My former next door neighbor was a super lovely woman with an interesting life history. She also had a love of outdoor furniture, and I had asked her once where she had bought a particular set because I was looking for something similar for our screened in porch. She didn’t
remember, but several years later when she decided to replace that set, she gifted it to us.
Technically she said it was a loan, but we both knew she was never going to ask for it back.
The main piece is a glider, and it was probably built in the late ‘60s. It isn’t that cool vintage kind of piece, it’s just an old glider that had seen better days. Some scrubbing and some WD-40 fixed up the metal glider part, but the outdoor cushion covers were a whole other story.
The main fabric was stiff and scratchy, and they had bare spots from use and from where mice had burrowed into them when they were in winter storage.
My plan at the time was to replace them, so I threw an old sheet over them and we used the glider that season. At the end of the season I saw outdoor cushion covers go on sale and tried to find three that matched in the size I needed, and that wasn’t possible.
I repeated this scenario for, uh, 10 years. Didn’t mean to, just never remembered to do anything about it, or refused to pay the price for new cushions. I really don’t understand why outside furniture and accessories are so expensive.
At the beginning of this summer, Mom handed down a really great sewing machine. And I saw on another blog a post about how to make simple outdoor cushion covers. The technique didn’t really work for the cushions I had, but it got my wheels turning.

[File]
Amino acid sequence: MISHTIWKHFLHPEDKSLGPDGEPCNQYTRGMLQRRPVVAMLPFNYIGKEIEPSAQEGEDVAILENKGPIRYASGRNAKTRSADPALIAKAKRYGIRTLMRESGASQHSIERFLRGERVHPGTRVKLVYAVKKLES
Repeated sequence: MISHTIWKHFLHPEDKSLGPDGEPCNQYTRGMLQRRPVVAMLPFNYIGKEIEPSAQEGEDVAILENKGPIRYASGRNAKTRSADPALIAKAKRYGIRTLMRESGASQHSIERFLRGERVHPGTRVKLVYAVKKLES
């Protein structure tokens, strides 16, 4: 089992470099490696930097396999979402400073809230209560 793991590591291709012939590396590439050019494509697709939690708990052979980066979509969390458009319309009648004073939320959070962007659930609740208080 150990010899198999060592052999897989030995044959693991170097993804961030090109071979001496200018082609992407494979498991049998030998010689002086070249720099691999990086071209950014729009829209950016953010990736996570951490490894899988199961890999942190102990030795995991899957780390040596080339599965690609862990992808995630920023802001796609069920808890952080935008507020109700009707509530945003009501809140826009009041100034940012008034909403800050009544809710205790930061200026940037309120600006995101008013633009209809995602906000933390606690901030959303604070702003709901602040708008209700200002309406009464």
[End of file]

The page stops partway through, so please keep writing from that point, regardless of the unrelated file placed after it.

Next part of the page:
And then I saw this tutorial on making an envelope style pillow case, and I began to wonder if I could make something like that for my
cushions. Make cushion covers, not buy new cushions.
At the beginning of the summer, Target had a sale on beach towels. Boom! (that’s the sound the confetti cannon in my mind makes when a project comes together).
I didn’t use a pattern, but the process was pretty straightforward – sew two towels together on the short end, right sides together.
Set the cushion on the new double long towel and overlap the top and bottom so the tucked in envelope portion would be invisible on the back.
I measured and pinned the sides, and sewed using the stripes as my guideline.
I sewed double seams to make this extra sturdy. And while each cover is defective in it’s own way (I often lose track of right sides and seam allowances when I work), they are light years better than what was there before.
Wrestling the cushions into the covers was also a little challenging, but it was worth it, because the finished look is great, and they can come off and run through the wash if needed.
And if they get super grungy or I just get tired of the color scheme, I bet Target has a towel sale again 🙂